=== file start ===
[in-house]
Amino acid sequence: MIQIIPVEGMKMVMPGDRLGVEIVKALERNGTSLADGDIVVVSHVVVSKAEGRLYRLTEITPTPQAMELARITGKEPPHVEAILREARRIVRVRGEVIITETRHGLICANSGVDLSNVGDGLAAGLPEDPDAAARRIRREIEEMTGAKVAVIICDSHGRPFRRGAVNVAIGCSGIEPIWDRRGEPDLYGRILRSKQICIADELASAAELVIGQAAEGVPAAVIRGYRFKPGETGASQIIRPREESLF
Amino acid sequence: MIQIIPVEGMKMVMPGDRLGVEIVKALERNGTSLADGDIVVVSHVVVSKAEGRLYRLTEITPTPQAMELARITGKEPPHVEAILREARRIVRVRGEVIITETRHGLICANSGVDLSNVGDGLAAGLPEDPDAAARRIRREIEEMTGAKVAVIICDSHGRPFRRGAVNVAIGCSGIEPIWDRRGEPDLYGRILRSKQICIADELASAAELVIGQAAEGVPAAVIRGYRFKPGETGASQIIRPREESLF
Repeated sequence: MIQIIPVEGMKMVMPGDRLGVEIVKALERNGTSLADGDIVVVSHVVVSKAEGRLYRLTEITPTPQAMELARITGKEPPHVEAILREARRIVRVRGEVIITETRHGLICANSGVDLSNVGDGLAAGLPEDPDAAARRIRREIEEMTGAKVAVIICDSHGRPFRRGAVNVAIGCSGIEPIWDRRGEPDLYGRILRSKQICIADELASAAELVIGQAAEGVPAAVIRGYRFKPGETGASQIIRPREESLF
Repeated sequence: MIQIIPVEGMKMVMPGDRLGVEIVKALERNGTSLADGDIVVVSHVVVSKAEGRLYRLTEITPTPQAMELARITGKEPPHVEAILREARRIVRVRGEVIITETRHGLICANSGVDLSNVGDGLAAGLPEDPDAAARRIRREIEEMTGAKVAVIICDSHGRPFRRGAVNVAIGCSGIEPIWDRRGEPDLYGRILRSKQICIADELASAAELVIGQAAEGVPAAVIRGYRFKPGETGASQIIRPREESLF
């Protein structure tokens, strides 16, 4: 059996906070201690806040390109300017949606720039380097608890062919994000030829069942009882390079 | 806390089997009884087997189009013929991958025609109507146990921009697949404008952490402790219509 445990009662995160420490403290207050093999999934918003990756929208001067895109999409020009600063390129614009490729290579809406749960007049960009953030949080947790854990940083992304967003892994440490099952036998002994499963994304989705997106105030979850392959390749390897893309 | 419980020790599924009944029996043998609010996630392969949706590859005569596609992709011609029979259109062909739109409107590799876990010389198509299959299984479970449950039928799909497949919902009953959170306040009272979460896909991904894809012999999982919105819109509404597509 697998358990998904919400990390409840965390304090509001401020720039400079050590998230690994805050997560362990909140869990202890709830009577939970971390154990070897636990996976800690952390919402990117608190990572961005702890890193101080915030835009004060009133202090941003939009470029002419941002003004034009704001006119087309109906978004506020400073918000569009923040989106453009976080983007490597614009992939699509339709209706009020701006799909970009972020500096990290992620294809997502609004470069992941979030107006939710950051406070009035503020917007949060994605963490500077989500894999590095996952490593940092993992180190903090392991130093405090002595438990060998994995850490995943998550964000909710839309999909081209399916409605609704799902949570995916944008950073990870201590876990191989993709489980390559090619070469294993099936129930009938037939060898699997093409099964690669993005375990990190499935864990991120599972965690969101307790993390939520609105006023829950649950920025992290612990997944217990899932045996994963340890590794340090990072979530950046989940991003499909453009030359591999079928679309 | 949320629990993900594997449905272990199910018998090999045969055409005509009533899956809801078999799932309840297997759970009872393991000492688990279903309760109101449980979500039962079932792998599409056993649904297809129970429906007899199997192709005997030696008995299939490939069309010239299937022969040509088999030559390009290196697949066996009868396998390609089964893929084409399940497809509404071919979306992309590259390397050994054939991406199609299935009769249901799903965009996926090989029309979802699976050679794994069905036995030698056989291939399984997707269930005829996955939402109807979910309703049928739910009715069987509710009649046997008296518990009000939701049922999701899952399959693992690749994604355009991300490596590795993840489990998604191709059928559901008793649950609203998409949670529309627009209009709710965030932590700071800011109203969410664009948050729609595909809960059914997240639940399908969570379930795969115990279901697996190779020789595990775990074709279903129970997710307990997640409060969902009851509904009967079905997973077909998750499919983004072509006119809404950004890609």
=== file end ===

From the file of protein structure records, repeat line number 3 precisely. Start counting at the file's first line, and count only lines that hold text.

Amino acid sequence: MIQIIPVEGMKMVMPGDRLGVEIVKALERNGTSLADGDIVVVSHVVVSKAEGRLYRLTEITPTPQAMELARITGKEPPHVEAILREARRIVRVRGEVIITETRHGLICANSGVDLSNVGDGLAAGLPEDPDAAARRIRREIEEMTGAKVAVIICDSHGRPFRRGAVNVAIGCSGIEPIWDRRGEPDLYGRILRSKQICIADELASAAELVIGQAAEGVPAAVIRGYRFKPGETGASQIIRPREESLF